Guidelines For Rapid Reduction of Milk Supply
Linda J. Smith, BSE, FACCE, IBCLC
Sometimes breastfeeding mothers must quickly stop breastfeeding. I hope each mother has exhausted all avenues for help before taking this step. Nevertheless, all mothers have a right to wean safely and comfortably. These guidelines have helped many mothers:
1. Contact your physician (obstetrician or family doctor) before and during this process. Contact your baby's doctor for advice on appropriate substitute milks.
2. Be prepared to take 1-3 weeks to reduce supply to the point where you don't have to remove milk to be comfortable.
3. The breasts make milk faster when they are "empty" and slower when they have milk stored in them. (1) (2)
Remove only as much milk as necessary to keep from feeling "bursting" or swollen, overfilled or lumpy. Allow most of the milk to stay in the breast.
Remove milk by pumping and/or hand-expression.
The suppressor peptides in the retained milk will gradually signal the gland to stop producing milk.
At first, you may have to remove some milk every few hours. As time goes on and supply decreases, you can go longer between removal sessions and take less out each time.
4. If you are engorged or swollen, do NOT use heat on swollen tissue - use cold packs instead. Cold compresses (3)
may feel very comforting and reduce any swelling around the milk glands and ducts. Do NOT use a breast binder(4)
, as these have been shown to increase pain and have no effect on the weaning process.
5. Cool cabbage compresses(5)
will reduce swelling quickly, and if left in place for long periods will help diminish milk supply. This method may be used instead of or in addition to removing small amounts of milk to reduce supply. Use fresh green leaves, cleaned and chilled, wrapped around the breasts. Change them about every two hours.
6. Any milk collected during this process can be fed to your baby unless the physician determines it is unsafe, which is extremely rare. The milk may have more protective properties in it during weaning, which will help protect the breast from infection and provide protection to the baby if the milk is given.
7. If only one breast needs to stop production, you may want to consider continuing to nurse on the other. If direct nursing at the breast is not an option, some mothers continue to pump their milk and feed it to the baby.
8. After your breasts have been soft for 24 hours without removing milk, you probably can discontinue expressing. However, if breasts fill up again, continue with the above steps.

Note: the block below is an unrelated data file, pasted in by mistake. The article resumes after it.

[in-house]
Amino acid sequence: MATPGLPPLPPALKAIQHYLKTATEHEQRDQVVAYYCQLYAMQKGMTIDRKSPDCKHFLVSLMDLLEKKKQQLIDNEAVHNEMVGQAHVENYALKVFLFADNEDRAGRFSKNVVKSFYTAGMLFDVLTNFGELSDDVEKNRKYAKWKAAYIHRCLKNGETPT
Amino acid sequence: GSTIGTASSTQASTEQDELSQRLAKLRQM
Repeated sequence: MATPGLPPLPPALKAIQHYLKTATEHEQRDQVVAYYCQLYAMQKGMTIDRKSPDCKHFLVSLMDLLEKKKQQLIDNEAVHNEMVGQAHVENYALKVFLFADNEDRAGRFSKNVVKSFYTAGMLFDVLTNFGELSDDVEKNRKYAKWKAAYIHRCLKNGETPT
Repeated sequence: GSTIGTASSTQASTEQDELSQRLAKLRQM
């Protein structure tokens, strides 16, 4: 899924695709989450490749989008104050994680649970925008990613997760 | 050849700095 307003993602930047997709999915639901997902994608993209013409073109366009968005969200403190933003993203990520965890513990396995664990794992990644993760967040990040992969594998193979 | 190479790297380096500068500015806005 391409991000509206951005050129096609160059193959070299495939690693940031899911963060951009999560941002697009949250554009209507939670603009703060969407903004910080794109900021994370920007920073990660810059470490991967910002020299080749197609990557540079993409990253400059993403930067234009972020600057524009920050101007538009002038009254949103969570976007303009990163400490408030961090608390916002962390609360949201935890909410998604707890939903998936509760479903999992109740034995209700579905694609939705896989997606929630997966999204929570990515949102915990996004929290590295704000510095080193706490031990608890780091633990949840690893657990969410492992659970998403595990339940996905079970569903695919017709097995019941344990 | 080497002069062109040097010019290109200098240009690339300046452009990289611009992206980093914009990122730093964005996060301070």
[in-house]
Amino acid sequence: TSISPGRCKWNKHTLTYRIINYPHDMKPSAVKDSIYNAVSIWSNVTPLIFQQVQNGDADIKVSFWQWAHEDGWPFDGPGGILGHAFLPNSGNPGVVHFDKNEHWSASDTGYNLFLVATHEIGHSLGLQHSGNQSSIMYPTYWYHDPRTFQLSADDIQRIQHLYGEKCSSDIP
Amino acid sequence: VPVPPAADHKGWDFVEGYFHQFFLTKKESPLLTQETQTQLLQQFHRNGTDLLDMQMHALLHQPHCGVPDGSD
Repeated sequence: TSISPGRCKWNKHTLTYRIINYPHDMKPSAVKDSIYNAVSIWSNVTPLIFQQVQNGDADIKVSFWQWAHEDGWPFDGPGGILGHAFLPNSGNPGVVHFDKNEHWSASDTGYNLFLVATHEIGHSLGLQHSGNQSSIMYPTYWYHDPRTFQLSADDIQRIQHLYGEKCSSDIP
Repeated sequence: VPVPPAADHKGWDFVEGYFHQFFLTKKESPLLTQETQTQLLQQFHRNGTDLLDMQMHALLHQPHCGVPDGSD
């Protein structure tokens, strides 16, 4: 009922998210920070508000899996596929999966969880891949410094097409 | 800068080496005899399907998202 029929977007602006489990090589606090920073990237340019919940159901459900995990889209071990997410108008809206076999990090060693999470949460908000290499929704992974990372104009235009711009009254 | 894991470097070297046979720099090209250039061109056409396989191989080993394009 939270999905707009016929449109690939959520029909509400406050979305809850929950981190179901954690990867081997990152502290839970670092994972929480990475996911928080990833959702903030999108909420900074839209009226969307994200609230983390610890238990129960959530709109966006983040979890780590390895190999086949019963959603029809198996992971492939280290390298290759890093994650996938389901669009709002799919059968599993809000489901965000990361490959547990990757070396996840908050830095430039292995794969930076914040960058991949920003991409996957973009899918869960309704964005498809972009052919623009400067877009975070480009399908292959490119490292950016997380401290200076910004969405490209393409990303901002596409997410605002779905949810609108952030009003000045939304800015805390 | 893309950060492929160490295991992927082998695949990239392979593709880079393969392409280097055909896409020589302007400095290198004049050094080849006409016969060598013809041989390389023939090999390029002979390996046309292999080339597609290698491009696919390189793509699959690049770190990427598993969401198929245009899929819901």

9. Once breastfeeding stops, fertility may return in 4-8 weeks. Be prepared!
10. Some physicians prescribe bromocriptine to reduce prolactin. The FDA has not approved this drug for milk suppression. If you plan to use it, discuss the implications and side effects with your physician or pharmacist.
11. You may have to hold the baby in a different position (not in nursing position) until your breasts are soft and the baby stops rooting for the breast. Continue to make feedings a pleasant, cuddly time. Continue to observe the baby for cues to start and stop feedings. NEVER prop a bottle. The baby needs YOU as well as food.
12. If you change your mind or the baby does not tolerate other feeding products, building up your supply again is reasonably easy for about 6 weeks after stopping, regardless of when you stop. Contact a lactation consultant for help.
13. Congratulate yourself for ANY breastfeeding, even just one feeding! Allow yourself to grieve over giving up something that was important for you, but didn't work out the way you planned. It's OK to be sad or regret having to stop breastfeeding. If you are very sad for many days, please seek professional counseling.
14. Keep giving your baby plenty of time and touchin
g. In the long run, those are the most important things!
Akre, James, Ed. Infant Feeding, the Physiological Basis.
World Health Organization Technical Bulletin, 1990.
Hartmann, Peter, PhD. "The Determination of short-ter computerized breast measurement." Experimental Physiology
, m breast volume changes and the rate of synthesis of human milk using 79-87.
Lawrence, Ruth A, MD. Breastfeeding, a Guide for the Medical Profession
, Third Edition. C.V. Mosby, 1989.
Swift, Kathy, MSN, IBCLC. Masters' Thesis, Louisiana State University. 1996.
Rosier, Wendy, RN, RM, B.App. Sci. "Cool Cabbage Compresses." Breastfeeding Review
. Available from Nursing Mothers Association of Australia, 5 Glendale Street, Nunawading, Vic. 3131.